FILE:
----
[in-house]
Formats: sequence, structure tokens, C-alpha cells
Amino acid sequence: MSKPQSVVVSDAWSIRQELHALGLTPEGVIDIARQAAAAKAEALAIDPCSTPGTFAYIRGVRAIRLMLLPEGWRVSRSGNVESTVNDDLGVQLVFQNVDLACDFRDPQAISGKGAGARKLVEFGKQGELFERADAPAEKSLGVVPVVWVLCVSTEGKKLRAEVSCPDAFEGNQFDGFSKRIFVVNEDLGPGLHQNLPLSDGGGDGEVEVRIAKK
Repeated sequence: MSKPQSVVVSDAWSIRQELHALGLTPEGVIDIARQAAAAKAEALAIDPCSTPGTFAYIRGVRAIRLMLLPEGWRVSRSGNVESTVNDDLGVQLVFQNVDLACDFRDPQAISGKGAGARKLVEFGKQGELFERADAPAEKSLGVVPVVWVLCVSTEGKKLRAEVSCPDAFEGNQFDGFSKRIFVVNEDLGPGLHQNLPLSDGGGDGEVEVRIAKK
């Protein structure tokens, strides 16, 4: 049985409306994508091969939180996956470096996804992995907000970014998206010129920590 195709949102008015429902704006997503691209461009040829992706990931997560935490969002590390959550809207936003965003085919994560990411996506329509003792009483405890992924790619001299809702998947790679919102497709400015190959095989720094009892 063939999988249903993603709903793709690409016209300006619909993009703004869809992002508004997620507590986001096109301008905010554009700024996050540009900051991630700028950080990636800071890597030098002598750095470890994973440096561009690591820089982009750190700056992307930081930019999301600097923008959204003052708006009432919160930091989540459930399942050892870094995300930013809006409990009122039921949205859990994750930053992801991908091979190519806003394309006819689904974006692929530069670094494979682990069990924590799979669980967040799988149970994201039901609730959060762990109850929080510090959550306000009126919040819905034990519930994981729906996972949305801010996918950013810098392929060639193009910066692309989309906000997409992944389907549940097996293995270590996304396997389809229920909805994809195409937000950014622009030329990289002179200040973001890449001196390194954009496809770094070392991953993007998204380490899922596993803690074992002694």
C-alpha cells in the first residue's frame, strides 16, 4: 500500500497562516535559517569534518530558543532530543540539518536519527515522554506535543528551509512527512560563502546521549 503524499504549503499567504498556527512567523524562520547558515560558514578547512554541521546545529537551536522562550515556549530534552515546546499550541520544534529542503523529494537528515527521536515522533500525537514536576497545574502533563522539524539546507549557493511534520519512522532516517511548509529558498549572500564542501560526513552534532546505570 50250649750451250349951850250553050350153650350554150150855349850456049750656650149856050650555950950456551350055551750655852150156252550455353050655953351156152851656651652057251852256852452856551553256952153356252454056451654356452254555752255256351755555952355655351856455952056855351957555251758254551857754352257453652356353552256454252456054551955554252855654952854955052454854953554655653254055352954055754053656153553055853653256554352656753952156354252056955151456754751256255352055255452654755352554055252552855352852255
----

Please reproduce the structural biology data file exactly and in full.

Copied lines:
[in-house]
Formats: sequence, structure tokens, C-alpha cells
Amino acid sequence: MSKPQSVVVSDAWSIRQELHALGLTPEGVIDIARQAAAAKAEALAIDPCSTPGTFAYIRGVRAIRLMLLPEGWRVSRSGNVESTVNDDLGVQLVFQNVDLACDFRDPQAISGKGAGARKLVEFGKQGELFERADAPAEKSLGVVPVVWVLCVSTEGKKLRAEVSCPDAFEGNQFDGFSKRIFVVNEDLGPGLHQNLPLSDGGGDGEVEVRIAKK
Repeated sequence: MSKPQSVVVSDAWSIRQELHALGLTPEGVIDIARQAAAAKAEALAIDPCSTPGTFAYIRGVRAIRLMLLPEGWRVSRSGNVESTVNDDLGVQLVFQNVDLACDFRDPQAISGKGAGARKLVEFGKQGELFERADAPAEKSLGVVPVVWVLCVSTEGKKLRAEVSCPDAFEGNQFDGFSKRIFVVNEDLGPGLHQNLPLSDGGGDGEVEVRIAKK
């Protein structure tokens, strides 16, 4: 049985409306994508091969939180996956470096996804992995907000970014998206010129920590 195709949102008015429902704006997503691209461009040829992706990931997560935490969002590390959550809207936003965003085919994560990411996506329509003792009483405890992924790619001299809702998947790679919102497709400015190959095989720094009892 063939999988249903993603709903793709690409016209300006619909993009703004869809992002508004997620507590986001096109301008905010554009700024996050540009900051991630700028950080990636800071890597030098002598750095470890994973440096561009690591820089982009750190700056992307930081930019999301600097923008959204003052708006009432919160930091989540459930399942050892870094995300930013809006409990009122039921949205859990994750930053992801991908091979190519806003394309006819689904974006692929530069670094494979682990069990924590799979669980967040799988149970994201039901609730959060762990109850929080510090959550306000009126919040819905034990519930994981729906996972949305801010996918950013810098392929060639193009910066692309989309906000997409992944389907549940097996293995270590996304396997389809229920909805994809195409937000950014622009030329990289002179200040973001890449001196390194954009496809770094070392991953993007998204380490899922596993803690074992002694």
C-alpha cells in the first residue's frame, strides 16, 4: 500500500497562516535559517569534518530558543532530543540539518536519527515522554506535543528551509512527512560563502546521549 503524499504549503499567504498556527512567523524562520547558515560558514578547512554541521546545529537551536522562550515556549530534552515546546499550541520544534529542503523529494537528515527521536515522533500525537514536576497545574502533563522539524539546507549557493511534520519512522532516517511548509529558498549572500564542501560526513552534532546505570 50250649750451250349951850250553050350153650350554150150855349850456049750656650149856050650555950950456551350055551750655852150156252550455353050655953351156152851656651652057251852256852452856551553256952153356252454056451654356452254555752255256351755555952355655351856455952056855351957555251758254551857754352257453652356353552256454252456054551955554252855654952854955052454854953554655653254055352954055754053656153553055853653256554352656753952156354252056955151456754751256255352055255452654755352554055252552855352852255